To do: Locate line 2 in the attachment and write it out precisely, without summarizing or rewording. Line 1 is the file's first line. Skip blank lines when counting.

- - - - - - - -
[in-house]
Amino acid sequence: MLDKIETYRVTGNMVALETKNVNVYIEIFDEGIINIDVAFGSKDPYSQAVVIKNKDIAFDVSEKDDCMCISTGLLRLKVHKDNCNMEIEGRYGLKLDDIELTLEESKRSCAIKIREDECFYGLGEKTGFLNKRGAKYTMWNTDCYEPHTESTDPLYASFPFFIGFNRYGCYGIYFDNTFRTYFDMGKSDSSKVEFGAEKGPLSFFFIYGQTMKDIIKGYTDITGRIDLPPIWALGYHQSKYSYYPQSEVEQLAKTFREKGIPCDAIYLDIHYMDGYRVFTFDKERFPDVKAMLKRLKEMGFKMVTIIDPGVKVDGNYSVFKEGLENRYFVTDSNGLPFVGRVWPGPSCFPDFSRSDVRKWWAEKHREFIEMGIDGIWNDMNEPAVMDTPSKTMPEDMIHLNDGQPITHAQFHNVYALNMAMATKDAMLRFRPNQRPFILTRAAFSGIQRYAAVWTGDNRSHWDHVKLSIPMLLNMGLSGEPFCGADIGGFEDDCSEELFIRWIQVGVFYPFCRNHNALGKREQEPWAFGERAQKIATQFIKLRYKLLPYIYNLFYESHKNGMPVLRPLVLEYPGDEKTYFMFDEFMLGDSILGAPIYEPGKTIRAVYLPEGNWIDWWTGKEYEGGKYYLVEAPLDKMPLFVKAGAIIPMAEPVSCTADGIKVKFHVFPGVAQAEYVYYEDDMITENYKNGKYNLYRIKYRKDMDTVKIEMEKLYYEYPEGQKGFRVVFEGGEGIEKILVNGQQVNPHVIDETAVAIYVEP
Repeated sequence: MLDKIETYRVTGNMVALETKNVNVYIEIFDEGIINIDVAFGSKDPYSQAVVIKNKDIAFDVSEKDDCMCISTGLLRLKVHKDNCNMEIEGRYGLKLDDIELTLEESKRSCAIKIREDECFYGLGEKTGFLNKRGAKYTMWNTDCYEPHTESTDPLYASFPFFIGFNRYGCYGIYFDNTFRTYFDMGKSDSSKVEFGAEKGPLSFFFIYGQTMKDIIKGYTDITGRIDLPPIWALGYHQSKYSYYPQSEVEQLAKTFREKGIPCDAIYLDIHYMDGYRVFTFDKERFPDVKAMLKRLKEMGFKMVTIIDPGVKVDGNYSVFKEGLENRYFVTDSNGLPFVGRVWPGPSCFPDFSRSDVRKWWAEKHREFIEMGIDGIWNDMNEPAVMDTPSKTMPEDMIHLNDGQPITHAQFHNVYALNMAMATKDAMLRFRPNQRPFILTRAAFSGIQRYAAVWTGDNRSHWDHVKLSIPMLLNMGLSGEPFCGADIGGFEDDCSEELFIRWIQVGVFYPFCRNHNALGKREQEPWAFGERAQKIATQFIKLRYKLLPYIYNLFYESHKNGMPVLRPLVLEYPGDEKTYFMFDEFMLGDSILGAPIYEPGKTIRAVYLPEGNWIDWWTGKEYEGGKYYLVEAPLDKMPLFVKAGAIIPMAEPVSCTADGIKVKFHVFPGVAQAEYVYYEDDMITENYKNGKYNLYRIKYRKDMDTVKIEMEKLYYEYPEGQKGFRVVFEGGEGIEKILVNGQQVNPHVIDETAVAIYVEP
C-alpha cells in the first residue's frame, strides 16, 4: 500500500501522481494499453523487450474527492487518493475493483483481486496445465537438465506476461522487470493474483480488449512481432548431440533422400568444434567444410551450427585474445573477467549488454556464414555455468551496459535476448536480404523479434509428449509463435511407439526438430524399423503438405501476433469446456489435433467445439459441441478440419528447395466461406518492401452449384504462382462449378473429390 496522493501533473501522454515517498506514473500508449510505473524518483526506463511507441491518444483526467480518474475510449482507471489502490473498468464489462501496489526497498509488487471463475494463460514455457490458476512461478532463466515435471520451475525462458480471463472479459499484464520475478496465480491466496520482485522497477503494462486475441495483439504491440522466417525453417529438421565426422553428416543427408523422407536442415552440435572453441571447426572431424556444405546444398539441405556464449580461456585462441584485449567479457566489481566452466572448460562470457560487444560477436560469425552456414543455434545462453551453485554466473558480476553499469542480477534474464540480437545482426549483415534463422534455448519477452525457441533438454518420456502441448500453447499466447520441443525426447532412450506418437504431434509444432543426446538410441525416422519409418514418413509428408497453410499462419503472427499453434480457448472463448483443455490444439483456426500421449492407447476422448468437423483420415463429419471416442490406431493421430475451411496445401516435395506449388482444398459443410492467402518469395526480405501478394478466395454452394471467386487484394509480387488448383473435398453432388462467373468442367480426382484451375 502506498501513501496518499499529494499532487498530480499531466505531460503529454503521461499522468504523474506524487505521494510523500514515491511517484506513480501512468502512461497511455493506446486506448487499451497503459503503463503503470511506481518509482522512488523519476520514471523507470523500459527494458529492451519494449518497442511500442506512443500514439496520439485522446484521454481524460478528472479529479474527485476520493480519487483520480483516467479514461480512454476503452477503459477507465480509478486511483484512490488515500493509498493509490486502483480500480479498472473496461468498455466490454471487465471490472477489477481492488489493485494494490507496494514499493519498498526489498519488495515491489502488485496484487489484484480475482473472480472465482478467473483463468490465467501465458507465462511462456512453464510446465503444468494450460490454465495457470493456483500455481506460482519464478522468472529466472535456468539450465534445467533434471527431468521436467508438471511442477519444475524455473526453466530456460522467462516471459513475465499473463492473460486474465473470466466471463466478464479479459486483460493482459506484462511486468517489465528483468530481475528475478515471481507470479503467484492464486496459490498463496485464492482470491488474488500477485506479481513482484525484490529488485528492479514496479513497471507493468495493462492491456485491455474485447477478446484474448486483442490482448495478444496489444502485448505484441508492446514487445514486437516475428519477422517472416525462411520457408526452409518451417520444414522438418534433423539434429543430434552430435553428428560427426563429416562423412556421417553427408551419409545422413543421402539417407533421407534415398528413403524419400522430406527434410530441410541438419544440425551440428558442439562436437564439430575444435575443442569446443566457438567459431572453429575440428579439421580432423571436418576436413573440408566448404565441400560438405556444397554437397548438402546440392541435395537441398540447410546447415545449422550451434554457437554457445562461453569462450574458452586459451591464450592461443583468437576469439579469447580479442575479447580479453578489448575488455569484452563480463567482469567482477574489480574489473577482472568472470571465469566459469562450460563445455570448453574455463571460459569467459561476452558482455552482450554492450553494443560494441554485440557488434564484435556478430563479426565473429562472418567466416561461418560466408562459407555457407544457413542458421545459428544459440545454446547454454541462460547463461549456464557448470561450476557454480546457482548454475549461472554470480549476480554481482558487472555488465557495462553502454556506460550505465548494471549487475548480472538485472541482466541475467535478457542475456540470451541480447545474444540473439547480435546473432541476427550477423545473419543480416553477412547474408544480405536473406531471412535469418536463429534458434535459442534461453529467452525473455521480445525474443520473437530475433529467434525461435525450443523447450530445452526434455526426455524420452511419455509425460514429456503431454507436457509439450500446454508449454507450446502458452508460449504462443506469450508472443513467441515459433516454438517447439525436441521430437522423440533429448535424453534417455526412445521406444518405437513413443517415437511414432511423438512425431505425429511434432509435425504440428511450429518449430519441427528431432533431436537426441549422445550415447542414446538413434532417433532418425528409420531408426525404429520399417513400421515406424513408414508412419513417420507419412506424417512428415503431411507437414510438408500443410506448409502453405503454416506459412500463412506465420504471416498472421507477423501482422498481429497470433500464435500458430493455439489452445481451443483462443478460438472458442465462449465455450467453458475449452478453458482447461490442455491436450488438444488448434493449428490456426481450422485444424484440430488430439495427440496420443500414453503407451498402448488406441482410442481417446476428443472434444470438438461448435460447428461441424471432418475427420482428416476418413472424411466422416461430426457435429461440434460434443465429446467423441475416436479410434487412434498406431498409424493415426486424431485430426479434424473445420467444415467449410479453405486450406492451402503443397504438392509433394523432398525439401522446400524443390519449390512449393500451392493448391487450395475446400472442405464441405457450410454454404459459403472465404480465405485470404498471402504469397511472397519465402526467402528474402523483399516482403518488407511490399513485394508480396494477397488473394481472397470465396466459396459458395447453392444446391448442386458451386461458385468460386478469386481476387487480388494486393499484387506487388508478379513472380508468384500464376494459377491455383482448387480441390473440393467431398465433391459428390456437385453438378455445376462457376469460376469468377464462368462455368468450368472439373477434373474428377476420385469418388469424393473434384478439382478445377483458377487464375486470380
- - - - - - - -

Amino acid sequence: MLDKIETYRVTGNMVALETKNVNVYIEIFDEGIINIDVAFGSKDPYSQAVVIKNKDIAFDVSEKDDCMCISTGLLRLKVHKDNCNMEIEGRYGLKLDDIELTLEESKRSCAIKIREDECFYGLGEKTGFLNKRGAKYTMWNTDCYEPHTESTDPLYASFPFFIGFNRYGCYGIYFDNTFRTYFDMGKSDSSKVEFGAEKGPLSFFFIYGQTMKDIIKGYTDITGRIDLPPIWALGYHQSKYSYYPQSEVEQLAKTFREKGIPCDAIYLDIHYMDGYRVFTFDKERFPDVKAMLKRLKEMGFKMVTIIDPGVKVDGNYSVFKEGLENRYFVTDSNGLPFVGRVWPGPSCFPDFSRSDVRKWWAEKHREFIEMGIDGIWNDMNEPAVMDTPSKTMPEDMIHLNDGQPITHAQFHNVYALNMAMATKDAMLRFRPNQRPFILTRAAFSGIQRYAAVWTGDNRSHWDHVKLSIPMLLNMGLSGEPFCGADIGGFEDDCSEELFIRWIQVGVFYPFCRNHNALGKREQEPWAFGERAQKIATQFIKLRYKLLPYIYNLFYESHKNGMPVLRPLVLEYPGDEKTYFMFDEFMLGDSILGAPIYEPGKTIRAVYLPEGNWIDWWTGKEYEGGKYYLVEAPLDKMPLFVKAGAIIPMAEPVSCTADGIKVKFHVFPGVAQAEYVYYEDDMITENYKNGKYNLYRIKYRKDMDTVKIEMEKLYYEYPEGQKGFRVVFEGGEGIEKILVNGQQVNPHVIDETAVAIYVEP